Smart contracts cannot access off-chain data from sources outside the Blockchain network. When real-world input or off-chain data is essential for executing the contract's terms, third-party platforms like Blockchain Oracle come into play. Oracle assists in obtaining the necessary information, enabling the smart contract to enforce its stipulations effectively.

How Smart Contracts Work: An Analogy

Imagine two soccer enthusiasts, Arthur and Alex, journeying from America to Qatar for the World Cup finals between France and Argentina. Passionate about the match, they decide to place a bet. Arthur is confident in Messi and Argentina, while Alex, a fan of Mbappe, roots for France.

Rather than a traditional bet, they opt for a smart contract, with Arthur having expertise in its development. They set clear terms: the loser would transfer 1 ETH to the winner.

The contract, which is written in Solidity and deployed on the Ethereum network, dictates:

  • If Argentina wins, 1 ETH goes from Alex to Arthur.
  • If France wins, the reverse occurs.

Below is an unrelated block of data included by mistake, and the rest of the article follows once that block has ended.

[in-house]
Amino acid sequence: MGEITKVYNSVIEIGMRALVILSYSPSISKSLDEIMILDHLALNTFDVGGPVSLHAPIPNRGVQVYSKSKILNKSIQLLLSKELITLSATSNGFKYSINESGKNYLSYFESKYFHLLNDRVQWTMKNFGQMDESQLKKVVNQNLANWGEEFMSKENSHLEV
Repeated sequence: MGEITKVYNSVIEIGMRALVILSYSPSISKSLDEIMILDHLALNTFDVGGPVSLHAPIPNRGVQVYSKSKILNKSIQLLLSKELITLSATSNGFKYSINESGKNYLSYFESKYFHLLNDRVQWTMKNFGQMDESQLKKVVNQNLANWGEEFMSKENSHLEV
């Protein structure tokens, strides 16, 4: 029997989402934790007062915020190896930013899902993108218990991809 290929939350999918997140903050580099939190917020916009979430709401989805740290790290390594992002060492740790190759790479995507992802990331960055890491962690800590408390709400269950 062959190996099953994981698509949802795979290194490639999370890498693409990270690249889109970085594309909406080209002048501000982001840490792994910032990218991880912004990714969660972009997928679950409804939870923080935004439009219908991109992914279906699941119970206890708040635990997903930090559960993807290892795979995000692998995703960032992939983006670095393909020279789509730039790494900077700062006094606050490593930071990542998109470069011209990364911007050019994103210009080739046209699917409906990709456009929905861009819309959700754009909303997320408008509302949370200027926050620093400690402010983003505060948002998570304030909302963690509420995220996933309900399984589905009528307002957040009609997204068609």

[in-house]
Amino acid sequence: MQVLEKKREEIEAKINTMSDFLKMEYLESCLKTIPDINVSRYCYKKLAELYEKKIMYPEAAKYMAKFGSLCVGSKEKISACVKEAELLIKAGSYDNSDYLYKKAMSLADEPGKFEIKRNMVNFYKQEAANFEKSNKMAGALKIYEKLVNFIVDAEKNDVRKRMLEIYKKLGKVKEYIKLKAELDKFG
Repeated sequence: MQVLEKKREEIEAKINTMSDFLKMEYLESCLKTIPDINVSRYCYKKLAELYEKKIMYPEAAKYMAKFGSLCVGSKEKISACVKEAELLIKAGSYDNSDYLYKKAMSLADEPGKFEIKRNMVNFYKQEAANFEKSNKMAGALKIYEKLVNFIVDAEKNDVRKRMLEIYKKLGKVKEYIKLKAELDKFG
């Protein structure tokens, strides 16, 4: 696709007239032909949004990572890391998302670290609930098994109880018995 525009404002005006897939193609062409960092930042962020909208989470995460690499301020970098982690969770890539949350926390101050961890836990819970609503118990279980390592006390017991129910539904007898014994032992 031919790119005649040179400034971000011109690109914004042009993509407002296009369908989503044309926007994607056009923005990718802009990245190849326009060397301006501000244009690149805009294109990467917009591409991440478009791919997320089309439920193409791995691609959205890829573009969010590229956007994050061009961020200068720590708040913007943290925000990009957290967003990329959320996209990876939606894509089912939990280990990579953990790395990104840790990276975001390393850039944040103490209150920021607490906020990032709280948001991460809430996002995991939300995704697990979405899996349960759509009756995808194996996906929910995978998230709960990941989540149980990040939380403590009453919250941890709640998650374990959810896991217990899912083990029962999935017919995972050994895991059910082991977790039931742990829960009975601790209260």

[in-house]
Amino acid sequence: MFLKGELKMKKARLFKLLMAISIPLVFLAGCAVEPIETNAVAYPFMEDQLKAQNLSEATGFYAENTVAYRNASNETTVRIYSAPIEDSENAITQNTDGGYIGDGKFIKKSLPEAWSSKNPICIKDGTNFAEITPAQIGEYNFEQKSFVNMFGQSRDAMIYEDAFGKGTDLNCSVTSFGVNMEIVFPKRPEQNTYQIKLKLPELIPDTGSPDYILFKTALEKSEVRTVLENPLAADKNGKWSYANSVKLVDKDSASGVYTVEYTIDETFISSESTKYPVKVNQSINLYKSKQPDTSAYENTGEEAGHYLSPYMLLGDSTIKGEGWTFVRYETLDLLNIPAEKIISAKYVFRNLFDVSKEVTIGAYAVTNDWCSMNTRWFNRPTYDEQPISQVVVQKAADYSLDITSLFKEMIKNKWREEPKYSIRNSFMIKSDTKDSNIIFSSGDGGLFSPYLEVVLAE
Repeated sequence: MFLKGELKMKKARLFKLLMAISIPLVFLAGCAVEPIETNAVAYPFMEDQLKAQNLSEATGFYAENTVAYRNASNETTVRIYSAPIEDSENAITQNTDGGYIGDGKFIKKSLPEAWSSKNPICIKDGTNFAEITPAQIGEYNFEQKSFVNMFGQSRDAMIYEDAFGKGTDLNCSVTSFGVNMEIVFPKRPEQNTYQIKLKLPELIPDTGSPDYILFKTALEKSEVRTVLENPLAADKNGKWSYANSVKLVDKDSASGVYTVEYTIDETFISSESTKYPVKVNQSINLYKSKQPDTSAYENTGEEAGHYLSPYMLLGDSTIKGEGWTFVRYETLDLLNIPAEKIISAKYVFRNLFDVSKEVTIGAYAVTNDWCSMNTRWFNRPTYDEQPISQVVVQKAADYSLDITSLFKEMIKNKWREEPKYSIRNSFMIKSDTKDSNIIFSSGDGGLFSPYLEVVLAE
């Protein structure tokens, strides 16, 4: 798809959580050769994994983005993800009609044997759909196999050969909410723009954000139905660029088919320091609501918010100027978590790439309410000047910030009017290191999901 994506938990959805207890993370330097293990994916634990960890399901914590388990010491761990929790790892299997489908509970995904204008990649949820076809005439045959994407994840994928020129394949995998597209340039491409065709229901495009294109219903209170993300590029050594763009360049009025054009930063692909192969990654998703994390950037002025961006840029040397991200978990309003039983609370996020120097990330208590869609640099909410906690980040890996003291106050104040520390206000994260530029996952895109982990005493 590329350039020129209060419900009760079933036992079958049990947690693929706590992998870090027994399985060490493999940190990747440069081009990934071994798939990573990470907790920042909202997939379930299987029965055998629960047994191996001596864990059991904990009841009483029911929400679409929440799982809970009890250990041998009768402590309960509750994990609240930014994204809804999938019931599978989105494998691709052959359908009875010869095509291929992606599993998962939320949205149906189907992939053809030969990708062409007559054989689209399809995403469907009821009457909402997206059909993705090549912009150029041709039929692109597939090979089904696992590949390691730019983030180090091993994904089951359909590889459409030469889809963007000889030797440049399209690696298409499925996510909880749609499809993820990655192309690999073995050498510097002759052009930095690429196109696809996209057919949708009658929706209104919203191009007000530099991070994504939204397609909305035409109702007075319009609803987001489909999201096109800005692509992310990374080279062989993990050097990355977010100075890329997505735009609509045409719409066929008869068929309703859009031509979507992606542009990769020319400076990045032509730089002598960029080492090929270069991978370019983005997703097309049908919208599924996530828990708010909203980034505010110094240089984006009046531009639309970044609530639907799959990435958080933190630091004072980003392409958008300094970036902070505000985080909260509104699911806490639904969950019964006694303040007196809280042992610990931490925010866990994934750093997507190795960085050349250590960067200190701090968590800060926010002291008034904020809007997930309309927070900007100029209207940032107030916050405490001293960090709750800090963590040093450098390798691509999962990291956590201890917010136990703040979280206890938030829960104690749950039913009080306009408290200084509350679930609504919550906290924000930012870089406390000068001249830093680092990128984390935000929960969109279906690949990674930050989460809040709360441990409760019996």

Given smart contracts' inability to access off-chain data, they incorporate an Oracle. The Oracle updates the score as the match ends in Argentina's favor. Consequently, the contract auto-executes, transferring 1 ETH from Alex to Arthur.

This process eliminated middlemen, ensured adherence to the agreement, and provided transparent, indisputable results.

Advantages of Smart Contracts

Cost-Effective: Automation, inherent in smart contracts, significantly saves resources such as time, money, and energy. The immediate execution of stipulated conditions is nearly rapid due to this automation. The principle is straightforward: a corresponding action follows when a specific condition is met. Drawing from our earlier analogy, as soon as France lost the match, 1 ETH was seamlessly transferred from Alex to Arthur. Also, here are notable savings in potential intermediary costs. For instance, in the aforementioned story, Arthur didn't have to invest time, energy, or even money to ensure Alex honored the bet or to hire a mediator to oversee its fulfillment.

Efficiency: Smart contracts are highly reliable and unaffected by external conditions that typically impact human operations, such as weather disruptions, illness, or holidays. They operate around the clock, offering an uninterrupted 24/7 service. Being self-executing, they eliminate the need for intermediaries or human oversight, as their actions are pre-programmed. This increased efficiency makes them a great choice for businesses, particularly large-scale operations. Traditional methods of confirming payments or receiving supplies can be cumbersome, costly, and error-prone. Smart contracts streamline these processes, allowing for effortless payment and supply confirmations. This seamless operation diminishes the typical buyer-seller friction often experienced in conventional business transactions.